“I think nickel is a different ball game,” Amukamara added. “I would say it can be one of the hardest positions on the field, just because you’re on an island, but the receiver has so much room to work with. Plus, it’s a lot of mental gymnastics, so you’ve got to know when you’re blitzing, know when you’re running, and so we put a lot on our nickel.” 

Despite not being considered part of a what teams have traditionally considered base defense, the pass-happy nature of this era in the NFL has all but mandated that nickel corners are on the field for most of the defensive snaps. It’s no coincidence that before breaking his foot against the Rams in Week 12, Callahan was on pace to set a career-high in snap percentage.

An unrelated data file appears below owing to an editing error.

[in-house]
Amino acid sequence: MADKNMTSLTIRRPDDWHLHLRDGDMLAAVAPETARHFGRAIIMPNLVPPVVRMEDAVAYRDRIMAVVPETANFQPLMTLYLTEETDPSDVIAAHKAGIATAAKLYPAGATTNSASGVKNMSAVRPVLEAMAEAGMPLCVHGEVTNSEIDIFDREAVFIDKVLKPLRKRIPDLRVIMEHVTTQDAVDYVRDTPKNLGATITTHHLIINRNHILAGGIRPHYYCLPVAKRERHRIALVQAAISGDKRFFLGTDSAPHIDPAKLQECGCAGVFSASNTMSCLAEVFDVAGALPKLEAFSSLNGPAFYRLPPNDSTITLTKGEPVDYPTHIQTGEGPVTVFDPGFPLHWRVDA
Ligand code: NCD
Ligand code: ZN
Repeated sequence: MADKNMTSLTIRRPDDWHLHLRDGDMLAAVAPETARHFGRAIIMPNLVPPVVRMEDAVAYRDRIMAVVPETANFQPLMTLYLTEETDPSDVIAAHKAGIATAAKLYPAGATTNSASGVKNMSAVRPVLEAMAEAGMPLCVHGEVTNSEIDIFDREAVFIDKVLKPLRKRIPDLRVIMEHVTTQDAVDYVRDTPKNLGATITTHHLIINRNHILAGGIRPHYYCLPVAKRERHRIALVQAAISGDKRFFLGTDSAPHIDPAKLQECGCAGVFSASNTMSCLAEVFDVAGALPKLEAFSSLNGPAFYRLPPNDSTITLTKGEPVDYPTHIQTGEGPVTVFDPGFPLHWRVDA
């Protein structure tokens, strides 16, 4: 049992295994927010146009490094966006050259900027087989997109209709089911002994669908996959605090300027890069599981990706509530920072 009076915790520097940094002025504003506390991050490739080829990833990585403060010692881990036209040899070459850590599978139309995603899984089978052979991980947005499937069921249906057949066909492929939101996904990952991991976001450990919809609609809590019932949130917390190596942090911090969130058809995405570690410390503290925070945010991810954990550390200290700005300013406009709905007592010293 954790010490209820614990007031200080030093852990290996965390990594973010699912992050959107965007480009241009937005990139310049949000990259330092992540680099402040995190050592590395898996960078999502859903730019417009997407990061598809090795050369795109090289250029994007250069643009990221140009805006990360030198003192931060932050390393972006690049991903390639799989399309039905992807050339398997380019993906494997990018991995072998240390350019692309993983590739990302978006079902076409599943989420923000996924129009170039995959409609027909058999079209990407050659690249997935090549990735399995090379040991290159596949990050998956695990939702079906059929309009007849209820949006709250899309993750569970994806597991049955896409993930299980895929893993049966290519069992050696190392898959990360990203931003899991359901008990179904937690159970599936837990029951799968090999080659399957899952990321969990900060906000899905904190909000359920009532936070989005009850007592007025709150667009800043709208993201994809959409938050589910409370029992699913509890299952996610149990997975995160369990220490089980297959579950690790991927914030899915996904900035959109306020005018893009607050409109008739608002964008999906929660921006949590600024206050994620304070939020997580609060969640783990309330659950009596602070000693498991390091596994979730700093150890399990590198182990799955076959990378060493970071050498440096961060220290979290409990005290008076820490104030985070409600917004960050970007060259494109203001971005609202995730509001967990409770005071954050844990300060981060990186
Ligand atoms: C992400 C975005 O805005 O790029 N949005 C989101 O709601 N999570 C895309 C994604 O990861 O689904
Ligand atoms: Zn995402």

“Nowadays, you see a lot more sub packages,” Bears defensive backs coach Deshea Townsend said. “You’re probably playing 70% in sub during a game now… Otherwise, it hasn’t really changed - he just plays more. That’s the thing - he is technically a starter. He’s probably going to run on the field first in a lot of games, and by rule that’s a starter.

“One thing about the nickel position is that you’ve got to do a little bit of both. You can’t just go out on 3rd down and cover and run the option routes. Now they’re going to hand off the ball and find out where you’re at and you’re going to have to make a tackle. That’s the difference in the position now - it’s a first and second down type of guy that has to be able to do it all.”

While Skrine isn’t considered as good a cover corner as Callahan, Skrine’s pass rush and run defense looks pretty similar. Per Pro Football Focus, Skrine’s run defense graded out significantly higher (80.7) than Callahan’s (57.8). 

“With Buster, it’s about his playing experience,” Townsend added. “He’s a guy who will mix it up in the run. He can blitz, and he’s reliable. He’s tough.”